The Crazy Life of the Rev. Joseph Lowery
George E. Curry | 10/10/2011, 8:06 p.m.
The Rev. Joseph Lowery is a civil rights icon.
He participated in all of the epic civil rights battles of his day, including the Montgomery, Ala. bus boycott, the violent showdown with "Bull" Connor in Birmingham, the Selma-to-Montgomery March and the famous 1963 March on Washington for Jobs and Justice. He was a co-founder of the Southern Christian Leadership Conference (SCLC) with Dr. Martin Luther King, Jr., the reverends Ralph Abernathy, Fred Shuttlesworth and others.
Lowery presided over the Atlanta-based SCLC from 1977-1997, a tenure as long as the combined time of his two predecessors, Dr. King and Abernathy, and longer than the combined service of all five presidents who succeeded him.
On Sunday ((Oct. 9), a star-studded gala was held at the Atlanta Symphony Hall to celebrate Lowery's 90th birthday, which was Thursday, Oct. 6. Fellow civil rights icons C.T. Vivian, Stevie Wonder, Jennifer Holiday, the Blind Boys of Alabama and others participated in the celebration.
Joseph Echols Lowery, who was born October 6, 1921 in Huntsville, Ala., always jokes that one has to be a little crazy to practice nonviolence in the face of violence and brutality - but it's what Lowery calls "good crazy."
President Barack Obama discussed the concept last month in his dinner speech before the Congressional Black Caucus.
"A few years back, Dr. Lowery and I were together at Brown Chapel A.M.E. Church in Selma," Obama recounted. "... And Dr. Lowery stood up in the pulpit and told the congregation the story of Shadrach and Meshach and Abednego in the fiery furnace. You know the story - it's about three young men bold enough to stand up for God, even if it meant being thrown in a furnace. And they survived because of their faith, and because God showed up in that furnace with them.
"Now, Dr. Lowery said that those three young men were a little bit crazy. But there's a difference, he said, between good crazy and bad crazy. Those boys, he said, were 'good crazy.' At the time, I was running for president - it was early in the campaign. Nobody gave me much of a chance. He turned to me from the pulpit, and indicated that someone like me running for president - well, that was crazy. But he supposed it was good crazy."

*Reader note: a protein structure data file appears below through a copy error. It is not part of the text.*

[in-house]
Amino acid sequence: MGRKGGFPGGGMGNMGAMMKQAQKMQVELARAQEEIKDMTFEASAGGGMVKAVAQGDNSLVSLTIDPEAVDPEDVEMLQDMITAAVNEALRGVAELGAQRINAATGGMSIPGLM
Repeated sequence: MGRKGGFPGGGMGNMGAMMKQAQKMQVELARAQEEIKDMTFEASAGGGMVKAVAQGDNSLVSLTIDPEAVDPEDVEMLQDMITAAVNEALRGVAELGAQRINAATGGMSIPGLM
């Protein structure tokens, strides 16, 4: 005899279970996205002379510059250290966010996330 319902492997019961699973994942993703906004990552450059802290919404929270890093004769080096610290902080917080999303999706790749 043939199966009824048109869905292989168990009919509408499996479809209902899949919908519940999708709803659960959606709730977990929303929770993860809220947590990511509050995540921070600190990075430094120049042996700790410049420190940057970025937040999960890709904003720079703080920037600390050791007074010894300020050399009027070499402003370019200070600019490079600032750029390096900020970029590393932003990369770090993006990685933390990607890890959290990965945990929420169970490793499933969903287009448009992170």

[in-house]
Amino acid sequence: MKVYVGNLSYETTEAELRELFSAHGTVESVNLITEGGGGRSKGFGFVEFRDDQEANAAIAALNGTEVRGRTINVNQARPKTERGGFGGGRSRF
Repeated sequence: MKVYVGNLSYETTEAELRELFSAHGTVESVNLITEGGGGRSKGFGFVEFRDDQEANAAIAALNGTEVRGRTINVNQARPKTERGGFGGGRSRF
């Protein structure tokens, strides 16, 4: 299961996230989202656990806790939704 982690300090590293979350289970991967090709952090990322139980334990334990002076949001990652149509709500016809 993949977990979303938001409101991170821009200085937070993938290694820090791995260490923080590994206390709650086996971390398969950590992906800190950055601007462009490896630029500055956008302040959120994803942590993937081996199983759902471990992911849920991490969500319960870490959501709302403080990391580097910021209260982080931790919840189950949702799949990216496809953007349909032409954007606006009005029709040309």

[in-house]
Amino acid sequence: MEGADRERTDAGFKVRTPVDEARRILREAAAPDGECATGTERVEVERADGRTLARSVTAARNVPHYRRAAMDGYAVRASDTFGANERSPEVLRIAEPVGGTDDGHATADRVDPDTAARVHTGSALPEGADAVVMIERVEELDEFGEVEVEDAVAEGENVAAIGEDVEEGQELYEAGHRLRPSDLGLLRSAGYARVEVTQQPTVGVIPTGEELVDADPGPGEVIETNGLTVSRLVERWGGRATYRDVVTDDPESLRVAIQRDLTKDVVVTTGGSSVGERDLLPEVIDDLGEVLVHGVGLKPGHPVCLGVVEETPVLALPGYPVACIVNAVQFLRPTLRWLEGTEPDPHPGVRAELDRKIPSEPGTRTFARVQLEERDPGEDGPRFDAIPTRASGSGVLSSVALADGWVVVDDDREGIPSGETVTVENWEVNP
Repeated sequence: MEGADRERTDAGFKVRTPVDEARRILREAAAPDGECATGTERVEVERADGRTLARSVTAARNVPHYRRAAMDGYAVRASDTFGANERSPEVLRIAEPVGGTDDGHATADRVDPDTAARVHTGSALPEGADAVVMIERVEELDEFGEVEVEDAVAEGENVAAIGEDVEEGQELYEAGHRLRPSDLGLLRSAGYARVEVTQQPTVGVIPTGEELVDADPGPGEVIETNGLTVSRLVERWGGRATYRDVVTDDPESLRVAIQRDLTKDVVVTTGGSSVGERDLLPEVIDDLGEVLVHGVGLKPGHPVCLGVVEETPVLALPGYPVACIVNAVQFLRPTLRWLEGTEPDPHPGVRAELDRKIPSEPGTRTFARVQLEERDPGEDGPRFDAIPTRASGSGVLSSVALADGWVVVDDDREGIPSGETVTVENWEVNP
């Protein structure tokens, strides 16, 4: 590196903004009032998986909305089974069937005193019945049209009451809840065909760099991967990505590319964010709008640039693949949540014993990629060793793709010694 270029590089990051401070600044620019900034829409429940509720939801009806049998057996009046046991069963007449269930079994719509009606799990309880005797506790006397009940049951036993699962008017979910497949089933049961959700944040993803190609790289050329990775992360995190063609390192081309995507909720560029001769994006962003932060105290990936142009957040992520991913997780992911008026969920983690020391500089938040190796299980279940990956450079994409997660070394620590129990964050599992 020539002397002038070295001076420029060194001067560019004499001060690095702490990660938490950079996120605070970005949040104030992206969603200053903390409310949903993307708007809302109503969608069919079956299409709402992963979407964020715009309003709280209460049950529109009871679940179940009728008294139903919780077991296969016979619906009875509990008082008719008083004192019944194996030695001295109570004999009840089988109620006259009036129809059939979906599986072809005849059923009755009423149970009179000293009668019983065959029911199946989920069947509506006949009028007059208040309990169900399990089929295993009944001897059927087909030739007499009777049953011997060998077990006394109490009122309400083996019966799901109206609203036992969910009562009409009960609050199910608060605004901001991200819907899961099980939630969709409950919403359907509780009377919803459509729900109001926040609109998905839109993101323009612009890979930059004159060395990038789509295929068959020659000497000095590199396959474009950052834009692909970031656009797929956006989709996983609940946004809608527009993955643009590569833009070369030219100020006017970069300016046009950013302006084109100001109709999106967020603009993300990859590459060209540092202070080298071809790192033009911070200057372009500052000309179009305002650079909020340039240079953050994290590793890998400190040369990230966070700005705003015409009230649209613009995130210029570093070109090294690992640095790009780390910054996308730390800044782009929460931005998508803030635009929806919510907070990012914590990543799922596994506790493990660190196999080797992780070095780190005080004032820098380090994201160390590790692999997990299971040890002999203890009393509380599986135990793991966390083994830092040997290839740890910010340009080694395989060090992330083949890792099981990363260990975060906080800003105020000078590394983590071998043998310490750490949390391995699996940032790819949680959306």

Without the 1965 Selma-to-Montgomery Voting Rights March that originated at Brown Chapel in Selma, Barack Obama would not be in the White House, a fact the president freely acknowledges.
As much as President Obama has lauded Lowery, from selecting him to deliver the benediction at his inauguration to awarding him the Presidential Medal of Freedom, the highest civilian award in the nation, that's not where Lowery made his greatest contribution. His greatest impact was breaking down racial barriers in the Deep South and giving African-Americans hope, even hope that one day an African-American family would live in the White House.
I know that from personal experience. Growing up Black in Tuscaloosa, Ala. during the 1950s and early 1960s meant riding in the "colored" section at the back of the bus. It meant drinking from separate water fountains and using "colored" restrooms. America's version of apartheid didn't allow African-Americans -actually, we called ourselves Negroes back then - to try on clothes in department stores or eat in the same restaurants as Whites. A decade after Brown v. Board of Education, we attended separate schools and lived in different neighborhoods.